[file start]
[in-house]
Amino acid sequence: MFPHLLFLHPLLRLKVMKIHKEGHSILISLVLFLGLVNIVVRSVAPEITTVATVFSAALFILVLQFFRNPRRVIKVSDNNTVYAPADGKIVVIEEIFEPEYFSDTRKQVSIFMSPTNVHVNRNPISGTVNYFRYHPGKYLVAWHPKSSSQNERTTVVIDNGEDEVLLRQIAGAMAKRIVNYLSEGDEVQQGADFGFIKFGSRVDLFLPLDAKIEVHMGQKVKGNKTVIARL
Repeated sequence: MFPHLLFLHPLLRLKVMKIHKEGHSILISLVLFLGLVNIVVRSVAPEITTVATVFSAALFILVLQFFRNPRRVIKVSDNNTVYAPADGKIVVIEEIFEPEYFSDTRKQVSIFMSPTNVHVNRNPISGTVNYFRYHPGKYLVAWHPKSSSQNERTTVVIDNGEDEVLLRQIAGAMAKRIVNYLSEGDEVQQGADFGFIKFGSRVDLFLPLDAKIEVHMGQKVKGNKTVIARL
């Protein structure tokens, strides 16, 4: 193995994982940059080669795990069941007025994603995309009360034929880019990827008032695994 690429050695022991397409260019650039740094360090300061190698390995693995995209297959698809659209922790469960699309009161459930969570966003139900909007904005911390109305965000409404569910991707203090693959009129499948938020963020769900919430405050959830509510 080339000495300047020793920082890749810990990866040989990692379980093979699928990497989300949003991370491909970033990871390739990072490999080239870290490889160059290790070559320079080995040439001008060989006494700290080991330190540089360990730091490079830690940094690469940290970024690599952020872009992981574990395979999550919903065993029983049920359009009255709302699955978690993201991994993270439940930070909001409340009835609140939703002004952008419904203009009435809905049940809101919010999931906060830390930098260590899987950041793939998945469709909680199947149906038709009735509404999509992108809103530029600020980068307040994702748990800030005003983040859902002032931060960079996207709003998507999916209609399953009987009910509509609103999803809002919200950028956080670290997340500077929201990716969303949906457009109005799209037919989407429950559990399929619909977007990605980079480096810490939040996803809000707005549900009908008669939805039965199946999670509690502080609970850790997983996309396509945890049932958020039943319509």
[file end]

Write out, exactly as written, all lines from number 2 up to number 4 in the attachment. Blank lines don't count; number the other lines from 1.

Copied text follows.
Amino acid sequence: MFPHLLFLHPLLRLKVMKIHKEGHSILISLVLFLGLVNIVVRSVAPEITTVATVFSAALFILVLQFFRNPRRVIKVSDNNTVYAPADGKIVVIEEIFEPEYFSDTRKQVSIFMSPTNVHVNRNPISGTVNYFRYHPGKYLVAWHPKSSSQNERTTVVIDNGEDEVLLRQIAGAMAKRIVNYLSEGDEVQQGADFGFIKFGSRVDLFLPLDAKIEVHMGQKVKGNKTVIARL
Repeated sequence: MFPHLLFLHPLLRLKVMKIHKEGHSILISLVLFLGLVNIVVRSVAPEITTVATVFSAALFILVLQFFRNPRRVIKVSDNNTVYAPADGKIVVIEEIFEPEYFSDTRKQVSIFMSPTNVHVNRNPISGTVNYFRYHPGKYLVAWHPKSSSQNERTTVVIDNGEDEVLLRQIAGAMAKRIVNYLSEGDEVQQGADFGFIKFGSRVDLFLPLDAKIEVHMGQKVKGNKTVIARL
């Protein structure tokens, strides 16, 4: 193995994982940059080669795990069941007025994603995309009360034929880019990827008032695994 690429050695022991397409260019650039740094360090300061190698390995693995995209297959698809659209922790469960699309009161459930969570966003139900909007904005911390109305965000409404569910991707203090693959009129499948938020963020769900919430405050959830509510 080339000495300047020793920082890749810990990866040989990692379980093979699928990497989300949003991370491909970033990871390739990072490999080239870290490889160059290790070559320079080995040439001008060989006494700290080991330190540089360990730091490079830690940094690469940290970024690599952020872009992981574990395979999550919903065993029983049920359009009255709302699955978690993201991994993270439940930070909001409340009835609140939703002004952008419904203009009435809905049940809101919010999931906060830390930098260590899987950041793939998945469709909680199947149906038709009735509404999509992108809103530029600020980068307040994702748990800030005003983040859902002032931060960079996207709003998507999916209609399953009987009910509509609103999803809002919200950028956080670290997340500077929201990716969303949906457009109005799209037919989407429950559990399929619909977007990605980079480096810490939040996803809000707005549900009908008669939805039965199946999670509690502080609970850790997983996309396509945890049932958020039943319509």